Financiers warns of huge costs for failing to protect forests



A coalition of the world's foremost financial institutions have issued a warning about the huge financial and environmental losses that could stem from unchecked deforestation and forest degradation.

In a new report, READy-Set-Grow Part II: Recommendations for international climate change negotiators, over 200 leading actors of the financial sector have called on countries to follow through with their previous commitments as incorporated into the 2010 Cancun Agreements.

United under a partnership with the United Nations Environment Programme Finance Initiative (UNEP FI) the report supports adherence to the international policy architecture for deforestation and forest degradation reduction in developing countries known as REDD+.

The report asserts that any post-Kyoto climate convention negotiated in Durban and beyond must include text that clarifies the fundamental role of private engagement and investment in funding REDD+, as well as effective measures to tackle the fundamental drivers of deforestation.

'The most promising policy option for private sector involvement in REDD+ is the 'nested' approach,' says the report. 'There is a high likelihood of private sector involvement in REDD+ activity implementation and financing … as long as private entities at the sub-national level are eligible for crediting', it concludes.

The 'nested' approach has significant advantages over alternative policy options, the report says. Among them, it notes:

  • a crediting mechanism is preferable to an international fund as it means carbon emitters will be paying rather than taxpayers;
  • a market-based mechanism will give a price signal that will incentivise the private sector to address the root causes of deforestation;
  • country and regulatory risk is much reduced compared with an approach in which all REDD+ revenues are administered and distributed by government agencies;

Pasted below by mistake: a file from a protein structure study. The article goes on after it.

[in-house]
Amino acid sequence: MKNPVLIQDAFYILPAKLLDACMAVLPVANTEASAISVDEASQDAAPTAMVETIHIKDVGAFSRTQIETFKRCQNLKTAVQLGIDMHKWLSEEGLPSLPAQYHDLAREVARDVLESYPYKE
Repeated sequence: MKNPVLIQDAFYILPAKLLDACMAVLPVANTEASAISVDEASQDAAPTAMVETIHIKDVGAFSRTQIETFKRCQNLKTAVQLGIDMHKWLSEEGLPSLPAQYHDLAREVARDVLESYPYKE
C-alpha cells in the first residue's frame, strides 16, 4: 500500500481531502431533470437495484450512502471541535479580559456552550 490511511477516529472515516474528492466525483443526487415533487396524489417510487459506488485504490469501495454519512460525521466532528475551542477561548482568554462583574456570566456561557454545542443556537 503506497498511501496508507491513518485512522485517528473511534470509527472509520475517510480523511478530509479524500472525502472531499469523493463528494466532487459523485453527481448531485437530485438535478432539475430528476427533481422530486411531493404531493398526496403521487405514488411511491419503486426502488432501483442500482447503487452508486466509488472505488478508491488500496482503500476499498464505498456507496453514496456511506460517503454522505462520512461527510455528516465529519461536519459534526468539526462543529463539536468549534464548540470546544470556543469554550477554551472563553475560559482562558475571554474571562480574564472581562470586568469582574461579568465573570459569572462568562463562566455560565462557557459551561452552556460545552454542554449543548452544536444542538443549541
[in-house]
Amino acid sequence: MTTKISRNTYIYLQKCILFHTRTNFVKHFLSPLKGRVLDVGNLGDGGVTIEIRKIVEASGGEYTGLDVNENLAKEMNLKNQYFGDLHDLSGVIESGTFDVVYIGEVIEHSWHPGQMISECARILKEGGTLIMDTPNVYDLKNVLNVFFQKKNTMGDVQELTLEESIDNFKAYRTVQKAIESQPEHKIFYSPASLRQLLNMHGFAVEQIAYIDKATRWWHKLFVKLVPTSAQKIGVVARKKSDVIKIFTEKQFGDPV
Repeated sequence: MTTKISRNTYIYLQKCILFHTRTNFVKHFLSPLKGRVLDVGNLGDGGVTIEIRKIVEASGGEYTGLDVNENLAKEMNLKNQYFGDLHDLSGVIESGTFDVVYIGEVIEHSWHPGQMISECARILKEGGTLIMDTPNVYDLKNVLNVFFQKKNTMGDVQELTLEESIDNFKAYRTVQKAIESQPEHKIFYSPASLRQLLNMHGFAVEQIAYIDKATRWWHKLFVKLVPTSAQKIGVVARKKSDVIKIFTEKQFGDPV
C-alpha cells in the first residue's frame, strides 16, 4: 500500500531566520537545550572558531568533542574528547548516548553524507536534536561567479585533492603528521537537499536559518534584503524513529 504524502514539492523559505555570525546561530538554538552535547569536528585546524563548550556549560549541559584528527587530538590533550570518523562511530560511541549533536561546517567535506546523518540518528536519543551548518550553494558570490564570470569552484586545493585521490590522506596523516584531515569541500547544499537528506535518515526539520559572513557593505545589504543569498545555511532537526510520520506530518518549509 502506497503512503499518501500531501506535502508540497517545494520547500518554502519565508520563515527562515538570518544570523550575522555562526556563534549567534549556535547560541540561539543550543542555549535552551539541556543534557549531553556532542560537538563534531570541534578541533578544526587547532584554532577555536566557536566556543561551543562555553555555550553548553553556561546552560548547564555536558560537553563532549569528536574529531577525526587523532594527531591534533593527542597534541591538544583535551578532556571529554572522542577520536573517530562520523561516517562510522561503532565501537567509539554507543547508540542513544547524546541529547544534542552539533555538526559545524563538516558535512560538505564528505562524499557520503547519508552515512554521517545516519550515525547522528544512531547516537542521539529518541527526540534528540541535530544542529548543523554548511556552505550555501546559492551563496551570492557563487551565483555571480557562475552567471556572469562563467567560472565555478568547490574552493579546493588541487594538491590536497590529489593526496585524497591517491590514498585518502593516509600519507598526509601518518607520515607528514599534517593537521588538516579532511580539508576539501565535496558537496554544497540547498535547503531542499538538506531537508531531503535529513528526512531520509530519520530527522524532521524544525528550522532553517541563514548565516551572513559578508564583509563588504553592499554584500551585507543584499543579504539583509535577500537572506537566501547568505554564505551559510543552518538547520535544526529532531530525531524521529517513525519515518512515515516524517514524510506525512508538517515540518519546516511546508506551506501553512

• the environmental integrity of the system can be safeguarded by ensuring that regional and activity-level baselines are harmonised with national baselines; and
  • it allows for a smooth transition from the current patchwork of scattered voluntary projects to national-level policies, agreed under the UN Framework Convention on Climate Change.

The report highlights the huge costs for the world economy and the global environment of policy-makers coming short of fulfilling these criteria.

An ineffective climate change regime on forests would entail losses in the global economy of $1 trillion per year by 2100 and affect an estimated 1 billion people who rely on forests for their livelihood.

In contrast, a healthy forestry-based carbon market could achieve to mobilise investment for the protection and rehabilitation of natural forests in the order of $10+ billion by 2020 according to a 2010 study.

The fundamental reason for current levels of deforestation worldwide, says the report,  is that cleared forests translate into economic opportunity for farmers, local communities and governments while standing forests do not.

There is a price for soybeans, palm oil, beef and other products grown on deforested lands, but not for the many critically important services provided by healthy forests, including the sequestration and storing of carbon,' said BNP Paribas' Director - Environmental Markets & Forestry, Christian del Valle.

'With the possibility of a global funding mechanism for REDD+ we now have, at the global level, the unprecedented opportunity to address this imbalance. I hope we do not miss it so that natural forests are given the value they deserve,' he added.

Paul Clements-Hunt, head of UNEP Finance Initiative, noted 'The climate-change mitigation debate has not kept apace with the finance community's rapidly growing understanding of its critical role in enabling and driving the shift to the green and low-carbon economy.

'Private banks and investment funds can contribute to the global struggle to mitigate climate change. Our detailed recommendations on financing forest-based mitigation hopefully bode the beginning of a new dialogue between the finance community and governments,' he added.

According to the report the price tag associated with halving global deforestation and forest degradation at the required scale and speed to meet internationally agreed CO2 reduction targets is steep - estimated at $17-$40 billion per year.

With total government pledges for REDD+ adding up to $7 billion, READy-Set-Grow Part II stresses that plugging the funding gap will require the close involvement of private finance, which has so far been on the margins of the funding debate.

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